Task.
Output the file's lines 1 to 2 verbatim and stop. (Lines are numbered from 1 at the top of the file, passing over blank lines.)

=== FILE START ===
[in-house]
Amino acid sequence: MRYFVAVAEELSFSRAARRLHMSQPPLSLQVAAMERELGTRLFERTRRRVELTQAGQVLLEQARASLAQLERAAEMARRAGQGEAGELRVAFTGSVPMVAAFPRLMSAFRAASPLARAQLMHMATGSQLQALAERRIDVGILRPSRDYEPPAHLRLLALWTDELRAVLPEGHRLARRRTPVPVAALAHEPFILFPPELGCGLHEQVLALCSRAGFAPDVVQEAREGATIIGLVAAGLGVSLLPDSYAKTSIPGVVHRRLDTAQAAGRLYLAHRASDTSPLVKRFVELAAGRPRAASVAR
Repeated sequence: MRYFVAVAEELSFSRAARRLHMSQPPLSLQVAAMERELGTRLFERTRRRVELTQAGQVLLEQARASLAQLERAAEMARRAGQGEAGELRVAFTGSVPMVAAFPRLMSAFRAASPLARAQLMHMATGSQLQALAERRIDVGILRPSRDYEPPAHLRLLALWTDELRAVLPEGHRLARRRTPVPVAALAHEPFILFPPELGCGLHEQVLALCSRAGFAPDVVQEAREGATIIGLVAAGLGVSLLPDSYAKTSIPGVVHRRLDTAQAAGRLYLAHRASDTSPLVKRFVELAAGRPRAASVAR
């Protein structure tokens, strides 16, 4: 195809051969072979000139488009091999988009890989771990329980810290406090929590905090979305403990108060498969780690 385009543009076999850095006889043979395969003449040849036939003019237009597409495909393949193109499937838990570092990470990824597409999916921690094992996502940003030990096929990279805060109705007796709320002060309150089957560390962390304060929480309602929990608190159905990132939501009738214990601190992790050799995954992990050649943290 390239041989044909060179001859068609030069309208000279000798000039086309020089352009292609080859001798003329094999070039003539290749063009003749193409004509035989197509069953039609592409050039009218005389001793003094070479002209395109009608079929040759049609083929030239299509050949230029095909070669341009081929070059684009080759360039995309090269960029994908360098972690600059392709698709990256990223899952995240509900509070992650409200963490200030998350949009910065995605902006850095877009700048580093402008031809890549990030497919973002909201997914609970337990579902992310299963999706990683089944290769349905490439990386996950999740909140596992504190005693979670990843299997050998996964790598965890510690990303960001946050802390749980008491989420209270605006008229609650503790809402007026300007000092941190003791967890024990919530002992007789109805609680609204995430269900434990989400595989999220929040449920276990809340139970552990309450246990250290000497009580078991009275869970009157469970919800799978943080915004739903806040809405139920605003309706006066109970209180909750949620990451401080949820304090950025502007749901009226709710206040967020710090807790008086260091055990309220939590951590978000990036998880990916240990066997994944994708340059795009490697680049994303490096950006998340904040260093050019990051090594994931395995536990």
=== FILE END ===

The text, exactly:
[in-house]
Amino acid sequence: MRYFVAVAEELSFSRAARRLHMSQPPLSLQVAAMERELGTRLFERTRRRVELTQAGQVLLEQARASLAQLERAAEMARRAGQGEAGELRVAFTGSVPMVAAFPRLMSAFRAASPLARAQLMHMATGSQLQALAERRIDVGILRPSRDYEPPAHLRLLALWTDELRAVLPEGHRLARRRTPVPVAALAHEPFILFPPELGCGLHEQVLALCSRAGFAPDVVQEAREGATIIGLVAAGLGVSLLPDSYAKTSIPGVVHRRLDTAQAAGRLYLAHRASDTSPLVKRFVELAAGRPRAASVAR